A freeze on funding for the European Molecular Biology Organization (EMBO) has prompted its executive director, Frank Gannon, to threaten resignation unless prospects improve.

The organization promotes molecular biology through postdoctoral fellowships, conferences and workshops, and is funded by the 24 member countries of the European Molecular Biology Conference.

This summer, the conference unanimously accepted a five-year plan outlining EMBO's funding priorities for 2004–08. The plan includes an extension of EMBO's two-year fellowship programme to three years. This programme supports the training of young postdoctoral biologists and allows them to travel between labs.

But it now seems that there will not be enough money to pull such plans off. Last month, the conference's four largest members — Germany, Britain, France and Italy — unexpectedly rejected any increase in EMBO's budget for 2004–06.

The situation is all the more worrying, says Gannon, because the number of applicants for the fellowship programme has leapt in the past two years, probably because of the poor job market for biologists in countries such as Germany, France and Spain. But as the number of applicants has risen, the money to support them remains the same. The success rate for applicants has fallen from 22% before 2001 to below 15% now, and may continue to fall.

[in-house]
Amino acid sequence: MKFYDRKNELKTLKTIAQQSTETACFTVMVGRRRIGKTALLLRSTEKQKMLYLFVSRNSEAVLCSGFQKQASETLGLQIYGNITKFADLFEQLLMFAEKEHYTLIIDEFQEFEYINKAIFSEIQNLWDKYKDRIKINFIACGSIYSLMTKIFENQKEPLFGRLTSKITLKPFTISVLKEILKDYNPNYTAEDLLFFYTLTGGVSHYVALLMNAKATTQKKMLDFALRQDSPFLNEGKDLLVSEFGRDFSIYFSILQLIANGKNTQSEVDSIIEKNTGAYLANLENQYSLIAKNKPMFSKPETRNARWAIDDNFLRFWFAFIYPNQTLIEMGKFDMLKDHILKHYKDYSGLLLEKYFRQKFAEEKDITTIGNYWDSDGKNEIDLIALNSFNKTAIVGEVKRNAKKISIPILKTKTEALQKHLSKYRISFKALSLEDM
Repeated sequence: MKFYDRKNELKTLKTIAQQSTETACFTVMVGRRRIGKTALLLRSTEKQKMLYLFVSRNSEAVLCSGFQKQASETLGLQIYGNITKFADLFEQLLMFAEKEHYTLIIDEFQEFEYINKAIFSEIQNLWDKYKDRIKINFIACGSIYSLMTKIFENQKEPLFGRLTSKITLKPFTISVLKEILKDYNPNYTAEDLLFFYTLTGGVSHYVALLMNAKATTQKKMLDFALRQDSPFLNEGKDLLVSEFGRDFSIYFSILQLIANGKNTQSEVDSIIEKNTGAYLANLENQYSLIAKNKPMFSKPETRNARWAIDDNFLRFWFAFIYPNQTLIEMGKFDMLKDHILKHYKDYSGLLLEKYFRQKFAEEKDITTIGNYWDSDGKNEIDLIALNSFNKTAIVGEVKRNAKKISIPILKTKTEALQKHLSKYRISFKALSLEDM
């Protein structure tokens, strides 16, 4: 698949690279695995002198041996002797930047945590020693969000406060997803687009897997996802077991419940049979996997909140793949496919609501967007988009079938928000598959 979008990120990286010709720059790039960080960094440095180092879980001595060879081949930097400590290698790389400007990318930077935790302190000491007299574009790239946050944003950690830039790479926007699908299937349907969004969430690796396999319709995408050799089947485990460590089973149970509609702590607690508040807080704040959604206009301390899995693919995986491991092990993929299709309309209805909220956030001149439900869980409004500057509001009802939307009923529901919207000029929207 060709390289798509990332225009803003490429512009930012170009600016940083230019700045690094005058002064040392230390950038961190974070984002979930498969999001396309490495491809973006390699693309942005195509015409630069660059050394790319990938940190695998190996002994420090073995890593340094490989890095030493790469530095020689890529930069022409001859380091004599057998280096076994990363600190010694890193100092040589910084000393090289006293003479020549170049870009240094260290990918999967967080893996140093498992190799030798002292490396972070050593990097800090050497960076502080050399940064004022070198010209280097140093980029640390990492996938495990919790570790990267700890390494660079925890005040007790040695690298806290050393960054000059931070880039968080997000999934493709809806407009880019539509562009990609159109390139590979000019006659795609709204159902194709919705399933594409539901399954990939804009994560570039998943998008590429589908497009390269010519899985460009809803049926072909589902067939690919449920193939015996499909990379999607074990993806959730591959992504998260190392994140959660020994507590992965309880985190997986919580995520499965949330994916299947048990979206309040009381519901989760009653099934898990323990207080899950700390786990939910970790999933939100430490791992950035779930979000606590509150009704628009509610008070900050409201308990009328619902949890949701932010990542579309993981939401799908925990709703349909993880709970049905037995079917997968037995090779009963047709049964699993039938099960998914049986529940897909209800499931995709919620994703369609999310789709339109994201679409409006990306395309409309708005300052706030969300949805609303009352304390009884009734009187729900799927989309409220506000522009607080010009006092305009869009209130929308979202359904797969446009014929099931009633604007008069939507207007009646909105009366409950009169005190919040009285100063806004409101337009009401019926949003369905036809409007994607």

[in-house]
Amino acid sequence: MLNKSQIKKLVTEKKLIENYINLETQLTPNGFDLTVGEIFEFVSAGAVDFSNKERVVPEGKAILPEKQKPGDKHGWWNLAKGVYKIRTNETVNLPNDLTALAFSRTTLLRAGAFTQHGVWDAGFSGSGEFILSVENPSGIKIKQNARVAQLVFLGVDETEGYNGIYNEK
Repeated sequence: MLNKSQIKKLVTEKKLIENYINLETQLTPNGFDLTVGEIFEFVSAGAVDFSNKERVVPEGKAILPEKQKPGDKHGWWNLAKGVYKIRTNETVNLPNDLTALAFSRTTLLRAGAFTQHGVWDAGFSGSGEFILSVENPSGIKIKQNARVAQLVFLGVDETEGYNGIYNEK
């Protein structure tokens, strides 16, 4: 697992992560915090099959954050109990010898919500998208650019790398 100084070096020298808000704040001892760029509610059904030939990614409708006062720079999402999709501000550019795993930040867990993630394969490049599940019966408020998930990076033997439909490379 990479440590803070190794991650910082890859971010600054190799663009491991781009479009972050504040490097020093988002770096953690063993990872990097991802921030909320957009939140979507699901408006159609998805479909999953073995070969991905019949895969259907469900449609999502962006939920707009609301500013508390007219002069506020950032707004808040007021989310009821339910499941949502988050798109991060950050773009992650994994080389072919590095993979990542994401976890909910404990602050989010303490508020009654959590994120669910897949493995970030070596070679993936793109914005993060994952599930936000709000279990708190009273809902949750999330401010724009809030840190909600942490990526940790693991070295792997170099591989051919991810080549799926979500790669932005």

“I would not be able to stand over an inadequately funded programme, as it would damage EMBO's reputation,” says Gannon.

EMBO asked conference members for a budget increase from €10.8 million (US$13.2 million) to €15.5 million in 2006. The contribution of different countries is linked to economic performance, so Britain would shoulder the biggest rise, of some €1 million by 2006 — a 44% increase.

“We didn't say that we couldn't agree to any increase, but we felt that 44% is too much,” says David Smith, an official at the UK Medical Research Council, which funds Britain's membership of the conference.

Conference members will discuss the possibility of obtaining further funding at a special meeting in January.